Ashburn, Va (July 15, 2015) – Former Middleburg Academy golfer and longtime Elite Performance Golf Academy student Maclain Huge wins VA State Am. Chances are you wouldn’t have found Maclain Huge’s name on many lists of favorites to win the 102nd Virginia State Golf Association Amateur Championship.
“Compared to other Virginia state players that play in the Amateur every year and everything, not a lot of people had me on the radar,” Huge said while awaiting the presentation of the Schwarzschild Brothers Trophy, emblematic of victory in the VSGA Amateur, Friday afternoon at Farmington Country Club.
Huge’s name was being etched alongside some of the great names in Virginia golf history after he completed a 4 and 3 victory over 18-year-old Mark Lawrence Jr. (Hermitage Country Club, Richmond) in the scheduled 36-hole championship match.
“It’s awesome. It’s going to be on there forever,” said Huge, 21 (Loudoun G&CC, Lovettsville), who will be the only senior and a co-captain on the Virginia Tech golf team this fall. He’s visualized holding a winner’s trophy, but “it usually doesn’t come out that way. This week it has, so I’m feeling good about it.”
The last Virginia Tech golfer to win the VSGA Amateur was Connie Sellers of Roanoke in 1951.
Huge (pronounced Hew-ghee) held a 5-up lead after nine holes against Lawrence, who could have joined his father as a VSGA Amateur winner and would have become the first player to win the VSGA Junior Match Play and men’s Amateur titles in the same year. Lawrence won his third consecutive Junior Match Play championship last week.
After the two halved the first hole, Huge won the second with a par when Lawrence three-putted. Huge added birdies at the fourth, seventh and ninth holes and won the sixth with a par.
“I dug myself a hole really quick. The first seven was like I’d never played golf before,” Lawrence said. “I was pretty bad and gave him a few there.”
They halved the first seven holes on the back nine before Huge had a chance to go 6 up at the par-3 17th, but his three-putt allowed Lawrence to survive a bogey. Lawrence won the 18th with a birdie to end the morning session 4-down.
Lawrence was glad to get the break and the opportunity to re-set.
“I went to the first tee in the second match not even thinking where I was at,” he said. “I was just going to go out there, play the best I can and see what happens.”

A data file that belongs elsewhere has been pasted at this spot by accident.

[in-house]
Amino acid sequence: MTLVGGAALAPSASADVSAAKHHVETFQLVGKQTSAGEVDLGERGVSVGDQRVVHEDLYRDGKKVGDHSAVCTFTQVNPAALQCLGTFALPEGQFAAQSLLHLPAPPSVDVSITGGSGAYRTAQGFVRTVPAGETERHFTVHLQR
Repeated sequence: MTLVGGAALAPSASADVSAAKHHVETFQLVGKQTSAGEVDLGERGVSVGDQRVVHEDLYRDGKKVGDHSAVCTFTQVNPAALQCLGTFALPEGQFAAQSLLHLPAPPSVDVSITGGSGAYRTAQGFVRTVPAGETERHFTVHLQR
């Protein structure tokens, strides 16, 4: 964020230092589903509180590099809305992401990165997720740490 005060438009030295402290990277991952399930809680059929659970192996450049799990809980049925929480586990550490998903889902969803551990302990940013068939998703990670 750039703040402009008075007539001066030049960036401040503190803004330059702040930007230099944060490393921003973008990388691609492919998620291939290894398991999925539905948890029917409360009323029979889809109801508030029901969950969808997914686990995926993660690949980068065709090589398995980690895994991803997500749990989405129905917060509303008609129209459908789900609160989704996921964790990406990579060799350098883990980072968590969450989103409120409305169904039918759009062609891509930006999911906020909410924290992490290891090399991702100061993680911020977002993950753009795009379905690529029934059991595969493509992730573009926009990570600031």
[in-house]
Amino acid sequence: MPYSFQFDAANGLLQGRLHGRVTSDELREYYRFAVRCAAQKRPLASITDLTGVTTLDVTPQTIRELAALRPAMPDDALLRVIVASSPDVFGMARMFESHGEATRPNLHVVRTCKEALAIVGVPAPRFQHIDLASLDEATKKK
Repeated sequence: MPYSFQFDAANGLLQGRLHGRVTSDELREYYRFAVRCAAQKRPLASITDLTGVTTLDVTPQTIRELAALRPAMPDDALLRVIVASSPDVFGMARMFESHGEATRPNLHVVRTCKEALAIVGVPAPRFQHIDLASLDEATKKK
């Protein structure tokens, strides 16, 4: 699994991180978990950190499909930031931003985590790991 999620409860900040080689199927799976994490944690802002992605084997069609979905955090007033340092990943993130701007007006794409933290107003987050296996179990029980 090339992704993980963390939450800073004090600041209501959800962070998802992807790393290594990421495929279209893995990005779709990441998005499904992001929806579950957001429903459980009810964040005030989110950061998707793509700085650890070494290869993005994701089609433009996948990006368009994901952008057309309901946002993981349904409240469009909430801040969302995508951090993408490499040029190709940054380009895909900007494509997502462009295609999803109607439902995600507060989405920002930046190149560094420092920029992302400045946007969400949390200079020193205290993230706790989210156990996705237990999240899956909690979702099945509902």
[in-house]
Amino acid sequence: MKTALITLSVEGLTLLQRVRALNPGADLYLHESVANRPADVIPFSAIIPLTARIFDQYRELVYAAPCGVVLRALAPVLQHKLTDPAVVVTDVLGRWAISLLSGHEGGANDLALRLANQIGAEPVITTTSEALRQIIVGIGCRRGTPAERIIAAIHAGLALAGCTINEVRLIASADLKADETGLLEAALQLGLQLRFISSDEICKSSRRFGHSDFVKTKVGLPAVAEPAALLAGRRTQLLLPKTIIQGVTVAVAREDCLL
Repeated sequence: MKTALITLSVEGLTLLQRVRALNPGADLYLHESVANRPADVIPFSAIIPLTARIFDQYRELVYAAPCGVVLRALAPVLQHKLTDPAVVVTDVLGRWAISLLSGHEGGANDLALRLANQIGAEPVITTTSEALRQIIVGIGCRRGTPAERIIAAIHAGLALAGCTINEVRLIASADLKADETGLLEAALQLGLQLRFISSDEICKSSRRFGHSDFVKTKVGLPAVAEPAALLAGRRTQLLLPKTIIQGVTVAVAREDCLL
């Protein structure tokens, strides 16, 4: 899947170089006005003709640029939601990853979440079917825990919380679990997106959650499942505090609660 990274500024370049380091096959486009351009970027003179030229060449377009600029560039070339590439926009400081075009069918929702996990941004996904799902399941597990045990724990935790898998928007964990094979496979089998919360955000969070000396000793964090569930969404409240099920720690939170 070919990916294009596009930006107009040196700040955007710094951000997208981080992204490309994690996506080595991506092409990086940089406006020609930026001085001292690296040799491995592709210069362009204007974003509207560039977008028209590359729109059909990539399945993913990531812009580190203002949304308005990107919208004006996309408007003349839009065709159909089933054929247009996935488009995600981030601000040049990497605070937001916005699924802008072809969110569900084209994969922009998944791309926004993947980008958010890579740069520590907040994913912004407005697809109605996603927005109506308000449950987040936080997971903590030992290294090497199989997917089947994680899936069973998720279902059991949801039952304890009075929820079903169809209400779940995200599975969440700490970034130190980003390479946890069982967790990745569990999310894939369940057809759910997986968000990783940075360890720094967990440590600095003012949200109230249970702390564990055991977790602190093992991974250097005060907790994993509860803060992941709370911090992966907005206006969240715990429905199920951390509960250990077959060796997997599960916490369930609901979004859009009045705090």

Huge proceeded to roll in a 20-foot birdie putt on the first hole to regain a 5-up advantage.
“That was big,” Huge said. “I was a bit angry at the end of the first round because I three-putted 17 where I could have gone 6-up and Mark birdies 18 so it was basically a two-hole swing. I was thinking when we were in our break just go out firing.”
Huge didn’t win another hole until the 14th. Lawrence won the fifth with a par then made eagle on the par-4 eighth when he holed a 130-yard, 50-degree wedge shot. The ball hit about five feet above the cup then trickled back in.
Lawrence trimmed the margin to 2-down with another birdie at the par-4 13th.
“He made the putt on one, but it didn’t really change my mindset. I played solidly in that stretch and didn’t make any mistakes,” Lawrence said. “I fought back the best I could. He played great, and he deserved it.”
Huge, who said he was trying to weather the storm by making pars, responded to Lawrence’s comeback by sinking an 18-foot birdie putt at No. 14 and won the match with a 5-foot birdie putt at the par-4 15th.
Huge played the same strategy all week. He hit driver only on the seventh, eighth and ninth holes and used a 2- or 3-iron on the others except for the par threes.
“I was really proud of the way he played today. He stayed to his game. He putted really well, and his short game was excellent,” said Virginia Tech coach Jay Hardwick, who was at the first tee when Huge teed off at 7:30 a.m.
Although no one in the family played golf, Huge took up the sport at the age of 4 and would hit a cut down club given to him by his father, a former Marine Corps drill instructor at Parris Island, S.C., among the sheep on the family farm in Lovettsville, which is only a couple of miles from the Maryland border.
He played basketball and other sports before choosing golf as the primary sport at Middleburg (formerly Notre Dame) Academy. Huge has grown into his 6-5, 225-pound frame in the past 18 months or so.
A high finish that included beating his all-American teammate Trevor Cone at the national level Sunnehanna Invitational two weeks ago has been a catalyst for Huge.
“I had a lot of confidence coming in…especially in that field to play well there and bring it here…finally breaking through a little bit,” the champion said. “Now, I would say big time.”
Reprinted from Virginia State Golf Association website, to view article click here.